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  1. #1
    Join Date
    Jul 2008
    Posts
    2

    Default exposed bat insulation in gargage

    My husband wants to remove the drywall ceiling of our gargage so he can have access to the wiring. Our garage is attached to the house and we have a bedroom directly above the garage, therefore has bat insulation in it.My husband will keep the insulation in the ceiling after the dry wall is removed.

    MY concern is what will happen to the insulation once the ceiling is removed. I have concern about the moisture level in the garage and the changes of weather, we live in the Northeast. I am also concerned about small animals living in the ceiling insulation in the winter months.

    Does anyone out there have exposed insulation in the ceiling of their garage? What are the positives and negatives of doing this.

    Any ideas or thoughts are welcomed.

  2. #2
    Join Date
    Jul 2008
    Posts
    1

    Default Re: exposed bat insulation in gargage

    Safety doesn’t work alone; I would be concerned with carbon monoxide and fire before anything else. Currently, I live in Boston’s “Historic North End” where there are 4000 resident stickers and 1000 resident parking spaces; an outdoor, full time parking space, can go for $450 a month! So the “garage under” was one of the highlights of the “Barbie Dream Shack” that I was having inspected.

    "Illegal garage!" the home inspector told me, “you need to install a fire resistant drywall ceiling and fire resistant door that leads to the living area.” “Also” he said, “all of the supporting walls need to be covered with fire resistant drywall because it is below the living space. Finally, you have to put up a fire resistant wall and door between the car and the heating and oil tank systems to bring it up to “code.” Otherwise you are opening yourself to an explosion!” I started to glaze over about then when he started talking about “floor-to-ceiling assembly” and “air duct systems”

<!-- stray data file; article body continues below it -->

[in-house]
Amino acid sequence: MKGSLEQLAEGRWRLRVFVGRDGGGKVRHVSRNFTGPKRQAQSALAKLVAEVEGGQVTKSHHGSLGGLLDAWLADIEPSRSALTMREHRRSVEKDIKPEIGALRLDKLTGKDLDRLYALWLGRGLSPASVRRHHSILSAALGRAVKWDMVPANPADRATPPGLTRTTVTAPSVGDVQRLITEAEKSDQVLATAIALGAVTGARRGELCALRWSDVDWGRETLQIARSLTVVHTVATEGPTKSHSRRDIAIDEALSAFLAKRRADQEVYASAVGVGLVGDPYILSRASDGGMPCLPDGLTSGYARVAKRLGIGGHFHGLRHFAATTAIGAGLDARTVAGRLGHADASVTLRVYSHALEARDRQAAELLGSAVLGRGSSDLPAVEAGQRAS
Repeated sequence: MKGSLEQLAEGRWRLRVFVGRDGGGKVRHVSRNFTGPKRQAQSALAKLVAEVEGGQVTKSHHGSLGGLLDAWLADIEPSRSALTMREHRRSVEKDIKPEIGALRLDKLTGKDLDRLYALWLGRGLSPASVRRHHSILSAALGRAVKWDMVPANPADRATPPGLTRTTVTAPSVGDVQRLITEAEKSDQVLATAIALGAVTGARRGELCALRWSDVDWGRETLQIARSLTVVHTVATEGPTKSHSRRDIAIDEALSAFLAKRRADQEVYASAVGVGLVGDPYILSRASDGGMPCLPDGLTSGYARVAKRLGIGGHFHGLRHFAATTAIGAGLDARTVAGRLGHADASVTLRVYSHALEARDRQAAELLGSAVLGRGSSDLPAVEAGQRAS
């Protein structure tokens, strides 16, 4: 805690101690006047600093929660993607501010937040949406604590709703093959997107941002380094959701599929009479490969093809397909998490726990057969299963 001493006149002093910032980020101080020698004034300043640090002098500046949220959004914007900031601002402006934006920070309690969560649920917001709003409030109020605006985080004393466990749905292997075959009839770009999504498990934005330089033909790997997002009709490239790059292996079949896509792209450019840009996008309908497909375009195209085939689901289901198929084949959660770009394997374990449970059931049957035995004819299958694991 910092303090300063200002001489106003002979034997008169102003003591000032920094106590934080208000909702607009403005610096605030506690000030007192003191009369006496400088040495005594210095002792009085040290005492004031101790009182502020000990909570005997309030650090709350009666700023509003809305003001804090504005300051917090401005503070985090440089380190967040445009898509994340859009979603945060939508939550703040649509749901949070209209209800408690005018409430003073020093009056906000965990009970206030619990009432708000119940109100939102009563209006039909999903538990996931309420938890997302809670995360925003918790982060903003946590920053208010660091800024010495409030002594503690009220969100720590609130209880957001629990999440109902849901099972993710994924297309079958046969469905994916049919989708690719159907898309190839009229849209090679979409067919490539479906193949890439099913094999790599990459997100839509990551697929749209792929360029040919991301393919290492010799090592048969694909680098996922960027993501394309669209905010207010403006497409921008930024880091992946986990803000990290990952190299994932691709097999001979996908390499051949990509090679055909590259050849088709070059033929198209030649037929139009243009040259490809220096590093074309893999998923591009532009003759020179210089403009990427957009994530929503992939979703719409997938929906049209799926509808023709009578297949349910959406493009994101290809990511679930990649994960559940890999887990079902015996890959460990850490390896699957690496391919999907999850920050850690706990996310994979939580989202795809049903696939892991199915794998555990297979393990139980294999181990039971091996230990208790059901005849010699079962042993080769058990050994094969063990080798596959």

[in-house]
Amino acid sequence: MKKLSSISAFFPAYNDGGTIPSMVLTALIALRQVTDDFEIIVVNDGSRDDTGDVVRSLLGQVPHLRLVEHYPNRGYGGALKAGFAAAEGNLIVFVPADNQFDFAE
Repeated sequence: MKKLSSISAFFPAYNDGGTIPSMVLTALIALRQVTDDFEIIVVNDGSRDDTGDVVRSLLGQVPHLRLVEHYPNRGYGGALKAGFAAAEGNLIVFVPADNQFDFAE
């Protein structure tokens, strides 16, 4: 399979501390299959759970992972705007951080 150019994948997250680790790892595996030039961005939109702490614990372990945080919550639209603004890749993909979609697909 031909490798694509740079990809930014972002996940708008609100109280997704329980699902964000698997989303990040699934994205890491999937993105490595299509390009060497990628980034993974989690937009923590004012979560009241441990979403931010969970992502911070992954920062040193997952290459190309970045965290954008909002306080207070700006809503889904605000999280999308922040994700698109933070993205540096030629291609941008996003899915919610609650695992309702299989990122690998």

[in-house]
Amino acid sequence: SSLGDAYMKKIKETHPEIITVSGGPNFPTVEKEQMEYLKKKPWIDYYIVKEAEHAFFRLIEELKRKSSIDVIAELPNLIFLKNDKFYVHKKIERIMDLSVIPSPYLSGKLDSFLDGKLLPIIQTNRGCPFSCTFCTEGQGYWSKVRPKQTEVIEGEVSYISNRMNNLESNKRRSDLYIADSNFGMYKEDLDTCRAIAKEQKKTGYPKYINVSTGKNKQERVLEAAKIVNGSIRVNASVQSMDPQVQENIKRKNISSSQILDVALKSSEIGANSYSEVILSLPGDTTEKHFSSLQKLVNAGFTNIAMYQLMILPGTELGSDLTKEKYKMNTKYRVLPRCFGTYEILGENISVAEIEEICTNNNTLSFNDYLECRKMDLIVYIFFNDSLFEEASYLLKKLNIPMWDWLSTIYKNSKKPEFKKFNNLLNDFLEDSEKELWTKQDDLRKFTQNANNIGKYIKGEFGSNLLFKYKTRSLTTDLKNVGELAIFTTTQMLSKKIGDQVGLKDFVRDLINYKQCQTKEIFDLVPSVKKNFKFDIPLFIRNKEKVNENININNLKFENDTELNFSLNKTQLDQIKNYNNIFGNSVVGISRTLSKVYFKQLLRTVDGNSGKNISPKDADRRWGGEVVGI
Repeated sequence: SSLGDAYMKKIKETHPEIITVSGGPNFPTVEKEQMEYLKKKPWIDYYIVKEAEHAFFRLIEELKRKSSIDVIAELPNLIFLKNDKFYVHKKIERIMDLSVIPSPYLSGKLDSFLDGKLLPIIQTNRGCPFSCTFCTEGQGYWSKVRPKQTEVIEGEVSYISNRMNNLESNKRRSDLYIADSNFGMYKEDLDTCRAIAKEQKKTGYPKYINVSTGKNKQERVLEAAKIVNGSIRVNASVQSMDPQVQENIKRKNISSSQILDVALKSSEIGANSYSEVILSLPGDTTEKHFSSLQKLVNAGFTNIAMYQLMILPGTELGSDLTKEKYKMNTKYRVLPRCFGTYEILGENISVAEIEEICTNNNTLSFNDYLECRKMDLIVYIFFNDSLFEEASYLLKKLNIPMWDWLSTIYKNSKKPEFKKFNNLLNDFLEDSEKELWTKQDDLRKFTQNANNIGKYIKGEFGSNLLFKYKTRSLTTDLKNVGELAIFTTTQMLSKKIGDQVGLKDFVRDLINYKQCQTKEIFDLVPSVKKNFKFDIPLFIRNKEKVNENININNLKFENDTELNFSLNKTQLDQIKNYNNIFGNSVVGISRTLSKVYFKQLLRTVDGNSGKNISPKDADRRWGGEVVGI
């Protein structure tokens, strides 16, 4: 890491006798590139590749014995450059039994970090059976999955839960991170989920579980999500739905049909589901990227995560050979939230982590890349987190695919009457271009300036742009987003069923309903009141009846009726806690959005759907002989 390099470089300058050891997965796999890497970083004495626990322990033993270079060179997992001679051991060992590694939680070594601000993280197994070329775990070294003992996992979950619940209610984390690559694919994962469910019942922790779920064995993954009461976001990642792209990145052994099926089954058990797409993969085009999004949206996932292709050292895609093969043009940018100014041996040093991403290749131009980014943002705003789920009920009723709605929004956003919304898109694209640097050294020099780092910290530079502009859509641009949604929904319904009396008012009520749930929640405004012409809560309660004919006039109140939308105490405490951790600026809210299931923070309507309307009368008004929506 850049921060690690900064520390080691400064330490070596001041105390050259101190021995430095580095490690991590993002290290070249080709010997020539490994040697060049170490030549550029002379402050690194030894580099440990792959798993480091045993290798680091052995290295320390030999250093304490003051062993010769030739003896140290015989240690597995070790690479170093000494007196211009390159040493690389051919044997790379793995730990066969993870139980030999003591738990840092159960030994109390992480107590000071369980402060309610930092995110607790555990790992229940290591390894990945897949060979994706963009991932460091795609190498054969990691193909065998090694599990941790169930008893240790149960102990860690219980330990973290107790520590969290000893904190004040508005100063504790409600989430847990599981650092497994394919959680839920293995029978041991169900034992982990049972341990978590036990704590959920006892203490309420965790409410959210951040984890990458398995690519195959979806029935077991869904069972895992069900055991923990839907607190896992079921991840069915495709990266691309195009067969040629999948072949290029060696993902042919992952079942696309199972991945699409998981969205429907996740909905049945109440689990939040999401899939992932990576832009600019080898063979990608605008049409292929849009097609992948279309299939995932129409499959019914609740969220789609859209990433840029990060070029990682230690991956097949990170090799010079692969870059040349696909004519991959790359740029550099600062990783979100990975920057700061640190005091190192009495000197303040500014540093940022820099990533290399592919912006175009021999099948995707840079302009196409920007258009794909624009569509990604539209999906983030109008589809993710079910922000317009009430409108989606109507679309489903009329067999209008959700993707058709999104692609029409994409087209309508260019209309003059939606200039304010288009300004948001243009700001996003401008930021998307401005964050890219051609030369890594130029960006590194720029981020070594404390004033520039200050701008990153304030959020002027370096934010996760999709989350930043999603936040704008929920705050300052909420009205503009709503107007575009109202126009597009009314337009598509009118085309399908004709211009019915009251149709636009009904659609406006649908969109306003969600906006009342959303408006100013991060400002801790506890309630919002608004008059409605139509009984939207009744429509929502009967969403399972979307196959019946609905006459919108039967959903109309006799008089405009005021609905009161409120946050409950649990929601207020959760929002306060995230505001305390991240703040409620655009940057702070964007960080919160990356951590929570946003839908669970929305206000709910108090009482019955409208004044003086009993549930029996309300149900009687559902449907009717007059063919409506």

It didn’t help that I knew 3 people who came home, after a night on the town, and died from carbon monoxide poisoning after one of them accidentally left the car on; their bedroom was above the garage.



    Quote Originally Posted by RA98 View Post
    My husband wants to remove the drywall ceiling of our gargage so he can have access to the wiring. Our garage is attached to the house and we have a bedroom directly above the garage, therefore has bat insulation in it.My husband will keep the insulation in the ceiling after the dry wall is removed.

    MY concern is what will happen to the insulation once the ceiling is removed. I have concern about the moisture level in the garage and the changes of weather, we live in the Northeast. I am also concerned about small animals living in the ceiling insulation in the winter months.

    Does anyone out there have exposed insulation in the ceiling of their garage? What are the positives and negatives of doing this.

    Any ideas or thoughts are welcomed.

  3. #3
    Join Date
    Aug 2008
    Location
    San Diego, CA
    Posts
    367

    Default Re: exposed bat insulation in gargage

    All that information about building code, type X drywall, etc. is right on the money. There's a way to do it with less work though.

    Your husband seems like he's looking for a "project" if he's willing to tear out all the drywall. I'm sure he could find something better to do. I'm a lazy guy though, so I would run the wires in conduit, on the face of the drywall. You can get decorative conduit that is easy to install, or you can just buy the silver stuff at Home Depot and get a small bender. A little harder but still not as hard as tearing out all the drywall in the ceiling. You'll get a better job of it too.

    Good Luck.

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